This seminar examines a number of famous trials in European and American history. It considers the salient issues (political, social, cultural) of several trials, the ways in which each trial was constructed and covered in public discussions at the time, the ways in which legal reasoning and storytelling interacted in each trial and in the later retellings of the trial, and the ways in which trials serve as both spectacle and a forum for moral and political reasoning. Students have an opportunity to study one trial in depth and present their findings to the class. This seminar examines a number of famous trials in European and American history. It considers the salient issues (political, social, cultural) of several trials, the ways in which each trial was constructed and covered in public discussions at the time, the ways in which legal reasoning and storytelling interacted in each trial and in the later retellings of the trial, and the ways in which trials serve as both spectacle and a forum for moral and political reasoning. Students have an opportunity to study one trial in depth and present their findings to the class.

Subjects

Witchcraft | Witchcraft | Show Trials | Show Trials | Great Terror | Great Terror | French Revolution | French Revolution | Bolshevik Revolution | Bolshevik Revolution | Salem | Salem | Galileo | Galileo | Louis XVI | Louis XVI | Marie-Antoinette | Marie-Antoinette | Joan of Arc | Joan of Arc | Socrates | Socrates | Madame Caillaux | Madame Caillaux | Lenin | Lenin | Stalin | Stalin | Bukharin | Bukharin | Scopes | Scopes | Nuremberg | Nuremberg | moral reasoning | moral reasoning | political reasoning | political reasoning | criminal justice system | criminal justice system | public discussion | public discussion | legal system | legal system | legal reasoning | legal reasoning | storytelling | storytelling | evidence | evidence | interpretation | interpretation | law | law | society | society | social issues | social issues | public discourse | public discourse | narrative | narrative | dissenters | dissenters | transitional justice | transitional justice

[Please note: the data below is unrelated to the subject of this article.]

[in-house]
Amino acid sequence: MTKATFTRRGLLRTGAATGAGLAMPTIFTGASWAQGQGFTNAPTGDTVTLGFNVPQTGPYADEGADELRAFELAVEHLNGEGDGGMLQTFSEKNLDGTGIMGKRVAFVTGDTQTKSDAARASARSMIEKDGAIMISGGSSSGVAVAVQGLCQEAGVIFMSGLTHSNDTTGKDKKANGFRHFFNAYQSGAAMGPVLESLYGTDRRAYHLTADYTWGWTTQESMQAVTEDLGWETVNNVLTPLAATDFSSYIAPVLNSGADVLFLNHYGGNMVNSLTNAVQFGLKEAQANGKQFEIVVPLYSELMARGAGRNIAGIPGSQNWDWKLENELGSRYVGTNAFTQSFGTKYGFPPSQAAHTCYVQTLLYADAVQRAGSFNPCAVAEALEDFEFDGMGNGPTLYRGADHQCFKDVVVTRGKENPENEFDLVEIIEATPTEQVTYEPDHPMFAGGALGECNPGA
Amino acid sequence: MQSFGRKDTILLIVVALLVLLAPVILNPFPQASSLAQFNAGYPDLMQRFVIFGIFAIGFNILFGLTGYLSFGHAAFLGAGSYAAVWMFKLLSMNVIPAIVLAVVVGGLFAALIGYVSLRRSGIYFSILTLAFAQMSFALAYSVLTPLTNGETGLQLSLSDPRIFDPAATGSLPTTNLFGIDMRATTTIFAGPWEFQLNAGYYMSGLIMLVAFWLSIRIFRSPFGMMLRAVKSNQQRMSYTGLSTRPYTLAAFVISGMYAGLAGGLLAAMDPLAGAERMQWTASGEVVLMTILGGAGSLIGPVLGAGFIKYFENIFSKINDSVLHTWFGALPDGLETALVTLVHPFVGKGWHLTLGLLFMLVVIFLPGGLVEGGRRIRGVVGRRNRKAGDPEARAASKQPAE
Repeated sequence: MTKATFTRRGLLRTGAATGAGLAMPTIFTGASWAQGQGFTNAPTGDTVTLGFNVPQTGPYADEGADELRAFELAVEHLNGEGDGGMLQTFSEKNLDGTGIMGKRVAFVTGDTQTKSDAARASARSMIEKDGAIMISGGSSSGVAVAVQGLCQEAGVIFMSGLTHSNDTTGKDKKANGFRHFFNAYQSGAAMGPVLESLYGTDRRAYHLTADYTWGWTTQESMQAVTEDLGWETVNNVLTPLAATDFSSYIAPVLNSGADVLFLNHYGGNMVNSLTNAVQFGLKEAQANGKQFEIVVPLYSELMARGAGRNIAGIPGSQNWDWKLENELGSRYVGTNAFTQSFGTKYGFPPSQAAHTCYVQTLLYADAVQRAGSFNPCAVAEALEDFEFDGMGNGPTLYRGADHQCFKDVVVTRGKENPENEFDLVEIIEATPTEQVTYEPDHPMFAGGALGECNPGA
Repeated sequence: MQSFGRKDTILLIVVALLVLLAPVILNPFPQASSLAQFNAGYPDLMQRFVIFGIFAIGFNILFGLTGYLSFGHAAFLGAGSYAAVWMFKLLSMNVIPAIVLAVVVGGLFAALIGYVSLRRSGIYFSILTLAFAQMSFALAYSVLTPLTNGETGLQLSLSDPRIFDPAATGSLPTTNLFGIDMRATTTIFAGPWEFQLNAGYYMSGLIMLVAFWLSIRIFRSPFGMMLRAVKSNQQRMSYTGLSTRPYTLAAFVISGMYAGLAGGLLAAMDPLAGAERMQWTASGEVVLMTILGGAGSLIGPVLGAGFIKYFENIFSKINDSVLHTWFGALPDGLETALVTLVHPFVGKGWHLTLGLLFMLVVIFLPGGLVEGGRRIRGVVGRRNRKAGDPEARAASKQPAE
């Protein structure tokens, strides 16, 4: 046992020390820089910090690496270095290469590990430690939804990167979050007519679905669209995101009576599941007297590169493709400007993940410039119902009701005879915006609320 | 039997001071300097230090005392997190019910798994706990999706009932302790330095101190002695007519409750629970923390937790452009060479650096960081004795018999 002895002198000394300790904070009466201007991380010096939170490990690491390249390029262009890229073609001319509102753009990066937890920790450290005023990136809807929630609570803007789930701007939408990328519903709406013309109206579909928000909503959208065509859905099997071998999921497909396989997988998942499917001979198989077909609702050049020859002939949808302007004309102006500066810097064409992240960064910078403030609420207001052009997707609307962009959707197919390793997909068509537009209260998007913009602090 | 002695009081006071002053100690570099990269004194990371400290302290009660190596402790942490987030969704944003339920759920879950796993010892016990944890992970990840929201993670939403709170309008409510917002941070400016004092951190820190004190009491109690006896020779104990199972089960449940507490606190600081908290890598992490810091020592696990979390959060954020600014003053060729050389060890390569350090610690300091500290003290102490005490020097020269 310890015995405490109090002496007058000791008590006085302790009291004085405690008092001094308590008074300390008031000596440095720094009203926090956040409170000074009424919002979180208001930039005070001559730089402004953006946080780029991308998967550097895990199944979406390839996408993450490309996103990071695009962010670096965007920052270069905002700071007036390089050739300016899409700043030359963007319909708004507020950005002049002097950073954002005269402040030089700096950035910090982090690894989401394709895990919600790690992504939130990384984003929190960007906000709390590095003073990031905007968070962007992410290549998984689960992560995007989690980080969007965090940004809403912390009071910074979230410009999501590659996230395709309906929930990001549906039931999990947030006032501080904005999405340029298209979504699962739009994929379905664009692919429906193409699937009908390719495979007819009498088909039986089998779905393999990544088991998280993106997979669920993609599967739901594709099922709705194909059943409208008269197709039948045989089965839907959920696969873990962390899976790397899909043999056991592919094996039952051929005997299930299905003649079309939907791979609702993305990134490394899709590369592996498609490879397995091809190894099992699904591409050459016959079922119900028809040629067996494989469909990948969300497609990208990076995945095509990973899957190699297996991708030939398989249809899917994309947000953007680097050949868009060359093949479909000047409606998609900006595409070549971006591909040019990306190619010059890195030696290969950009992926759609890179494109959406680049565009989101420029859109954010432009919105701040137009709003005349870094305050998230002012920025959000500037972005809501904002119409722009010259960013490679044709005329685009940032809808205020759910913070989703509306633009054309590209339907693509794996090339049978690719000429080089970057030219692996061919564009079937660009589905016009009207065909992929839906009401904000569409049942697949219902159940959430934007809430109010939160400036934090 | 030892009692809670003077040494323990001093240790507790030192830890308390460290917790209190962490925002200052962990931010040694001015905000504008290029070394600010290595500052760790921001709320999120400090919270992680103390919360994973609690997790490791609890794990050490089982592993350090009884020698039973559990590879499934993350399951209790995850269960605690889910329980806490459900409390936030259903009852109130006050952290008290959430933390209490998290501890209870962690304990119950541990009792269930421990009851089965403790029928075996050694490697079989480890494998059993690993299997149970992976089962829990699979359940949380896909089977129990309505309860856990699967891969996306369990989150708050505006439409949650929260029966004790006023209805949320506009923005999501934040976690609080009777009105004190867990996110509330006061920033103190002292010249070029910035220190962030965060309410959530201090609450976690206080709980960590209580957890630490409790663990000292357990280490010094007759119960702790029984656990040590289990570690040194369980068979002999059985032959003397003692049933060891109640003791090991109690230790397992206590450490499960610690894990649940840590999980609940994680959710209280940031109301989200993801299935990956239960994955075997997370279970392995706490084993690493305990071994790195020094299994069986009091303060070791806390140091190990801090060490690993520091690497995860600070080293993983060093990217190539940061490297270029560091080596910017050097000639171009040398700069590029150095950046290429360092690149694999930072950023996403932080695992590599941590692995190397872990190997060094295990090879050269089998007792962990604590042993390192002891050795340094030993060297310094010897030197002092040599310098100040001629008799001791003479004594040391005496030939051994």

License

Content within individual OCW courses is (c) by the individual authors unless otherwise noted. MIT OpenCourseWare materials are licensed by the Massachusetts Institute of Technology under a Creative Commons License (Attribution-NonCommercial-ShareAlike). For further information see http://ocw.mit.edu/terms/index.htm

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21H.907 Trials in History (MIT) 21H.907 Trials in History (MIT)

Description

This seminar examines a number of famous trials in European and American history. It considers the salient issues (political, social, cultural) of several trials, the ways in which each trial was constructed and covered in public discussions at the time, the ways in which legal reasoning and storytelling interacted in each trial and in the later retellings of the trial, and the ways in which trials serve as both spectacle and a forum for moral and political reasoning. Students have an opportunity to study one trial in depth and present their findings to the class. This seminar examines a number of famous trials in European and American history. It considers the salient issues (political, social, cultural) of several trials, the ways in which each trial was constructed and covered in public discussions at the time, the ways in which legal reasoning and storytelling interacted in each trial and in the later retellings of the trial, and the ways in which trials serve as both spectacle and a forum for moral and political reasoning. Students have an opportunity to study one trial in depth and present their findings to the class.

Subjects